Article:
Some of the most commonly found types of resto druids are:
- 25-man raid-healers
- 10-man healers
- Leveling druids will not have nourish, might not have lifebloom, and will be lacking many of the deeper-tier talents that a level 80 druid relies upon. Their playstyle and focus as healers can vary greatly. True leveling tree-druid healers usually rely heavily on grouping with friends to do quests and dungeons, or else they are speccing also into feral or balance for soloability.
- In PvP, a druid must account for resilience and put far greater focus on their own survivability, as well as terrain usage, roots, and cyclones. Any casted spell they use leaves them open to interrupts. They tend to use lifebloom quite a bit more than raiding restos do in WotLK, as well.
- 25-man raiding restos will most commonly find themselves in the role of pure raid-healers. Among 25 people in a raid, there will be (usually) 5-6 total healers, and among those healers will be some who designate themselves as tank-heals, thus diminishing the importance of the tanks from the druids' leafy-healy attention. Raid-healing druids in raids this large may spend their entire time casting nothing but rejuv and wild growth (in 3.2): HoTs with little use for crit, and only enough haste to reach a capped 1-second GCD. Swiftmend/NS+HT will see backup use in emergencies, some lifebloom may be spread, and some may decide to keep regrowths on the tanks as an extra buffer, but these spells see far less focus than the rejuv/WG raid-healing. Any talents, glyphs, or set bonuses relating to WG and Rejuv are the whole world to these druids.
- At the same time, there are some 25-man tank-healing druids, who churn out glyphed-HT or spam nourishes (buffed on HoTs) in mimicry of classes that are more traditional tank healers (it has been equated to Flash of Light spam) around their more WotLK-standard use of WG. They may choose this style out of liking that type of healing, or they may be forced to it by what other healers their guild has, in cases where a guild runs heavy on other raid-healers. I am less familiar with this variety, but know they exist, and have seen one in action to great effect.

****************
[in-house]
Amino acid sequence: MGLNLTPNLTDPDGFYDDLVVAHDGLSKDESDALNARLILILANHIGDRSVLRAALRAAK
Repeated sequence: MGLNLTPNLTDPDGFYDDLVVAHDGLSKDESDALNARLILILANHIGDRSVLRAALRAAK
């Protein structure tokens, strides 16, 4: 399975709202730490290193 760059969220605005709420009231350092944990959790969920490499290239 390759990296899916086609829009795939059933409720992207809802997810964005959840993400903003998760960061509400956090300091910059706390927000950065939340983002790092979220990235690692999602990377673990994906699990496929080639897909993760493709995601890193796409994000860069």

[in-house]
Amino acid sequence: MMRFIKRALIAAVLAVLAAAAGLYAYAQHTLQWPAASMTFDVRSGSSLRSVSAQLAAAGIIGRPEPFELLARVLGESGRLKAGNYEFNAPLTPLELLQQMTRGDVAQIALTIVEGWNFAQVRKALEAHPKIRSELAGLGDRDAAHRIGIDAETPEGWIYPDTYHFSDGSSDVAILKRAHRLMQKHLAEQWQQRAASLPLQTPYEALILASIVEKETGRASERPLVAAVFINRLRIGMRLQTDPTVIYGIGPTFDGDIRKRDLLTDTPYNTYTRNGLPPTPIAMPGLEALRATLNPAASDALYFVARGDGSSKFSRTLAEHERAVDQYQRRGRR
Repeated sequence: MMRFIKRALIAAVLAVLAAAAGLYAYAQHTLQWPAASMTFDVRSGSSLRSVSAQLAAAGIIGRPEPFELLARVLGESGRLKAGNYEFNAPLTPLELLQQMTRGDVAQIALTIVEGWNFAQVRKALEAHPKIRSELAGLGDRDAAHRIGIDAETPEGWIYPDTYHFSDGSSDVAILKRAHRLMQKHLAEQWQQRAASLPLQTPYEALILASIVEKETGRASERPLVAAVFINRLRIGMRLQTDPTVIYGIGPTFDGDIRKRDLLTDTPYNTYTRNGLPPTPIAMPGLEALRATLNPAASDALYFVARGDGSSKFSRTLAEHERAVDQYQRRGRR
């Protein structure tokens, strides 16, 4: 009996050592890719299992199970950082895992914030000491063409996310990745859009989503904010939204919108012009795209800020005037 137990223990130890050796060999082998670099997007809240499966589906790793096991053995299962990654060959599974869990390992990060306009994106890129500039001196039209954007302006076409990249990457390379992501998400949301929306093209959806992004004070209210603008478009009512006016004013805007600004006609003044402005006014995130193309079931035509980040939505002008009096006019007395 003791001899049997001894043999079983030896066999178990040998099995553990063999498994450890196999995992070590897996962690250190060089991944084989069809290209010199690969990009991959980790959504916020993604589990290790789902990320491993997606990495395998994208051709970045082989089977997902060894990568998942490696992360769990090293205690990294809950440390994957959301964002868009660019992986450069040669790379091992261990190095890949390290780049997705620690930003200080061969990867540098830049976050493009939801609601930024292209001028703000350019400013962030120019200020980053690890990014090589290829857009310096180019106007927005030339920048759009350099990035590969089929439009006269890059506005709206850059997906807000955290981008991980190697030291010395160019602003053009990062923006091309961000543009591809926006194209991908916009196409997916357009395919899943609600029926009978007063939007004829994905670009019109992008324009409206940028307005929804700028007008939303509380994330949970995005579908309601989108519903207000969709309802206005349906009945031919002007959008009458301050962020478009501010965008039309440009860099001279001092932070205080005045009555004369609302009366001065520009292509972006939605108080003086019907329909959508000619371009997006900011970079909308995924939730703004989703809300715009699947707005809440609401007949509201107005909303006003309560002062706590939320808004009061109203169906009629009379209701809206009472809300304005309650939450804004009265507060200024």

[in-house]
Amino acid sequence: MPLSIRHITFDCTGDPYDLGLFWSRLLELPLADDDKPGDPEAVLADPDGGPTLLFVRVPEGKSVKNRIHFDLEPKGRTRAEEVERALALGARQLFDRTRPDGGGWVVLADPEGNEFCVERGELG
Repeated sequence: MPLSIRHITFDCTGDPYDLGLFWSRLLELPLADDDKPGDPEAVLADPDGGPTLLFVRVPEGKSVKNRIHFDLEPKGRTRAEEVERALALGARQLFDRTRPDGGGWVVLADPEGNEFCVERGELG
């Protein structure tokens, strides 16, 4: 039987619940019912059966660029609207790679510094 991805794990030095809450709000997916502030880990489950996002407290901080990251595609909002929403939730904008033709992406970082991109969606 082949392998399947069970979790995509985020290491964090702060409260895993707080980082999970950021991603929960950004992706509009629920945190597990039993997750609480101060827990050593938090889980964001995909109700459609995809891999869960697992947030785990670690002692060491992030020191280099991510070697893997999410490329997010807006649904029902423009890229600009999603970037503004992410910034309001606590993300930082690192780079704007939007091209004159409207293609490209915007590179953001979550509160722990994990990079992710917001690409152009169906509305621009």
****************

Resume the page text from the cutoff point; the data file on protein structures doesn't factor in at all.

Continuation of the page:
- 10-man raiding restos, along with other 10-man healers, must help heal the tanks as well as the raid. I am one of these. These can vary quite a bit depending on who they are co-healing with, but overall must be far more flexible than a pure raid-healer. In progressive guilds, there will often be only 2 healers in a 10-man group, with a 3rd available through dual-spec from among the other raiders for encounters that require it. These druids, like the 25-man raid-healers, will make heavy use (in 3.2) of WG and rejuv, but they also turn regularly to other spells in their books: regrowth for an extra HoT and nourish-booster, swiftmend for its quick life-saving capacity on targets that have rejuv/regrowth, NS+HT in a dire emergency, nourish for its quick cast that is boosted by HoTs stacked upon the tank as well as for use when swiftmend is on cooldown, and lifebloom stacks that the druid must decide to let bloom or roll on the tank. These druids place greater value on crit than a pure raid-healer, and will often have talents like living seed as an additional buffer when healing tanks and dealing with heavier damage. This healing style can also be found among a few 25-man raiding guilds.
- Non-raiding restos, or max-level druids who group with friends or pug in 5-mans, tend to be similar to the 10-man raider variety, though they may find Tranquility to still be useful as they are usually in the same party as their targets.
- I'm sure there are some variant saplings out there forging ahead with a different style, as well!
When reading anything about what sorts of stats you, as a resto druid, are "supposed" to have, take a moment to consider for yourself what sort of role you play as a healer. Many raid-healing druids will have little use for crit. Other druids who need to tank-heal around the cooldowns of swiftmend and NS will still rely on a balance of haste and crit. These differences will be further refined around your set bonuses, and will impact your glyph selection, spell selection, and stat preferences... as well as how hurtful or beneficial any future set bonuses, glyphs, or spell changes may be!
You can read more about keeping an open mind as a raider here.
As an aside, I made little pixel tree...